A Medical Device Daily
Two companies – Cardima (Fremont, California) and NeoRx (Seattle) – were among those that reported "going concerns" last week.
Cardima said that BDO Seidman, its independent auditor, included a paragraph in its annual report, stating concern regarding Cardima's ability to continue as a going concern. A similar explanatory paragraph has been included in its annual report filings each of the past three years by the company's independent auditor.
Cardima noted that it has suffered "recurring losses from operations and has a net capital deficiency that raises substantial doubt about its ability to continue as a going concern."
As of March 31, Cardima had around $1.7 million in cash and cash equivalents. Based on its 2005 plan, the company said that this cash balance will provide sufficient capital to fund operations only "for a very limited period of time and will not be sufficient to fund operations into the third quarter of 2005."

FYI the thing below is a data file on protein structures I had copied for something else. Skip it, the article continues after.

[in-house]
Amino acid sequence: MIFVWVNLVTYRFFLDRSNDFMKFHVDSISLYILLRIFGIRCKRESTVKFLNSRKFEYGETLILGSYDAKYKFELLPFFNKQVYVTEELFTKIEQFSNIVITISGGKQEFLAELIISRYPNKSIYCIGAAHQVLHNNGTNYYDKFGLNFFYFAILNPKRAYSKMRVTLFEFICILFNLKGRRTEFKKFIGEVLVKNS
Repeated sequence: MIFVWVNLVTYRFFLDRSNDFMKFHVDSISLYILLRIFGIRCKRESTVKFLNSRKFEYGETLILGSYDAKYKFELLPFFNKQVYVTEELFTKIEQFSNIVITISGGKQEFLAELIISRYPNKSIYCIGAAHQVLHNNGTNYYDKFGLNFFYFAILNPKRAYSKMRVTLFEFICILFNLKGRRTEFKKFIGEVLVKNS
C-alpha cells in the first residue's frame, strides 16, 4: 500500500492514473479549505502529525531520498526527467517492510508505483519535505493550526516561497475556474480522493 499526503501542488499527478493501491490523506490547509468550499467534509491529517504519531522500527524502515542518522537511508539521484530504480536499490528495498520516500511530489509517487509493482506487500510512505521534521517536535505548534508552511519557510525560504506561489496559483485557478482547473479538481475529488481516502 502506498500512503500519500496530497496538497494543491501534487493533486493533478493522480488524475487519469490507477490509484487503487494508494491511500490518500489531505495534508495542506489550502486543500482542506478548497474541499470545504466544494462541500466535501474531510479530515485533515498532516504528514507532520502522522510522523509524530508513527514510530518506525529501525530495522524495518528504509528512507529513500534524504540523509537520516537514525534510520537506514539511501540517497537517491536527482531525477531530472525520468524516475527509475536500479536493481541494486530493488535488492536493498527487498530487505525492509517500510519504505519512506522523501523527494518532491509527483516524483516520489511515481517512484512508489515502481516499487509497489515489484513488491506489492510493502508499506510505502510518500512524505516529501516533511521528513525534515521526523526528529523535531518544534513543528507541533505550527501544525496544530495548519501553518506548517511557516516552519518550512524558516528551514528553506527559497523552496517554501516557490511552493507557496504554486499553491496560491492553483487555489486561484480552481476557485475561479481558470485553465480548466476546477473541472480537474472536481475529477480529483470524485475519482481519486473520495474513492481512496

It said it is exploring funding opportunities, including the sale of equity securities or entering into a strategic transaction relating to its Surgical Ablation System.
Cardima has developed the Revelation Tx, Revelation T-Flex and Revelation Helix linear ablation microcatheters, the Naviport deflectable guiding catheters, and the Intellitemp energy management system for the minimally invasive treatment of atrial fibrillation. The company also has developed a Surgical Ablation System, used in ablating cardiac tissue during heart surgery using radio frequency energy. The company received FDA clearance for the system in February 2003.
NeoRx said also that its 2004 financial statements, the audit opinion of KPMG contained a going concern qualification.
NeoRx is a cancer therapeutics development company. The Company's product pipeline includes STR, a radiotherapeutic targeting bone, currently in a pivotal Phase III clinical trial for patients with multiple myeloma, and NX 473, a next-generation platinum therapy that it plans to evaluate in the treatment of advanced lung and colorectal cancers.